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REPORT ON

KERLA TOURISM

SUBMITTED TO:
NADIRA CHATURVEDI

MADE BY:
PUJIL KHANNA
EXECUTIVE SUMMARY

The new millennium and the coming decades are a crucial time for the relationship between
travel and tourism and sustainable development. The need to preserve the world’s inherent assets
for future generations is becoming an imperative goal not only for travel and tourism, but also
for all other industries that use the earth’s natural resources. The scale of travel and tourism’s
contribution to the global economy and its potential for enabling sustainable development
Are becoming more evident for governments, non-governmental organizations (NGOs) and
Industry alike.

Kerala has been branded as one of the most wanted tourism destination. A great deal
of this is due to proactive marketing and promotional measures taken during the last ten years. It
will not be right to adopt a complacent attitude that the State has ‘arrived’ as a tourist attraction.
Constant attention to improvement of infrastructure and environment (physical, ecological,
Cultural and social) are essential as also the continuance of promotional activities. Facts about
brand equity of Kerala

• Kerala was recently listed among the top 100


Brands of the country, by the globally renowned
Super brands Ltd. The State was selected from
Among 700 brands in the country that were
Evaluated to identify India’s strongest brands
• Kerala, one of the 55 Things That Make India
Proud India Today.
• The first State to be accorded the status of Partner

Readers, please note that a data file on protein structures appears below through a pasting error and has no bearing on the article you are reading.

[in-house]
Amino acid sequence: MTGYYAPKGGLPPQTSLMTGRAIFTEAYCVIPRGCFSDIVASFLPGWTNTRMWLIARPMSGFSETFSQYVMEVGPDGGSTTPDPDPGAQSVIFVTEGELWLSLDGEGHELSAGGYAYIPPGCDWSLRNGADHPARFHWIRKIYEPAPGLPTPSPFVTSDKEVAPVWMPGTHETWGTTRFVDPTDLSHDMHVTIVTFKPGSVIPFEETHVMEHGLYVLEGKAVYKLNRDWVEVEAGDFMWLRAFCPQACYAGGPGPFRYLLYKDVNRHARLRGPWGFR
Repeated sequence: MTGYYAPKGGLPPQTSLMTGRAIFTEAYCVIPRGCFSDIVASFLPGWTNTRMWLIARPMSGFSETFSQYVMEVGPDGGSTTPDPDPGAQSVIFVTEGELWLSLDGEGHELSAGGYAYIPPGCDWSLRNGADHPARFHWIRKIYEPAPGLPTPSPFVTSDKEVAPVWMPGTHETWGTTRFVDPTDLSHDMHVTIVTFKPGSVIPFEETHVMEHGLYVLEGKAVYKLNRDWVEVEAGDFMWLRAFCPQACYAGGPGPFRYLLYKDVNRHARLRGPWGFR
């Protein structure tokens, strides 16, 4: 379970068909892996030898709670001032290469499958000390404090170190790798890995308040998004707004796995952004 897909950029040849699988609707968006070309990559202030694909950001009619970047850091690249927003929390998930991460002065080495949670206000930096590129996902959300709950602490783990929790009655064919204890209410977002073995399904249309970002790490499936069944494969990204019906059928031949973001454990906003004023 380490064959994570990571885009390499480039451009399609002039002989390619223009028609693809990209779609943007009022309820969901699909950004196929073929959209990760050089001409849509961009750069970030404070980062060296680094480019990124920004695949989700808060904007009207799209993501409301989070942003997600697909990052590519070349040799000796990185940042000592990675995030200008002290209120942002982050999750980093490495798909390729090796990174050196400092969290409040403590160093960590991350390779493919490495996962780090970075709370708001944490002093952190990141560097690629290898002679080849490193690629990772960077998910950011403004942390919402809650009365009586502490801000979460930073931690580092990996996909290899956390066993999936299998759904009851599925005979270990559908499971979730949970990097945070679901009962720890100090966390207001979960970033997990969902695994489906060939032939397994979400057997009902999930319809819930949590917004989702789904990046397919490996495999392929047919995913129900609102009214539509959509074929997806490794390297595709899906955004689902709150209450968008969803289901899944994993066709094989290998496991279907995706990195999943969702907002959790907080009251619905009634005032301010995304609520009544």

State of the World Travel and Tourism
Council (WTTC) in 2002

OVERVIEW ABOUT THE CASE:

After the September 11, 2001 incidents at the World Trade Centre, New York and subsequent
developments leading to Afghan War, Indo –Pak Boarder tension and terrorist attacks in some places of
India, foreign tourist arrivals in India suffered a setback in the sense that there was consistently negative
growth rate from September 2001 to September 2002. However a revival was observed from October
2002 onwards. While the international tourist inflow to India in the year 2002 recorded a decline to 6.92
percent, Kerala witnessed a considerable growth of 11.37 percent, including a 6.27 percent increase in
domestic arrivals. In 2003 there has been a further spurt. According to reports, the increase in tourist
inflow this year is expected to be nearly 30 per cent. While domestic arrivals were earlier largely
pilgrims, nowadays 30 per cent of domestic arrivals are also tourists. There is in particular a boom in
“quality tourism” with Kochi centered resorts as the most popular.
OBJECTIVES
As there is the decline in the manufacturing and agricultural industries in the state (due to large
number of people going in for expatriate employment in the gulf countries) the Kerala
government realized the potential of tourism as major revenue source.

INITIATIVES TAKEN BY (Government and KTDC)

The Kerala’s government concentrated on marketing attractions such as lagoons, canals,


backwater, boathouse, and its 600km coastline. The government under its guidance had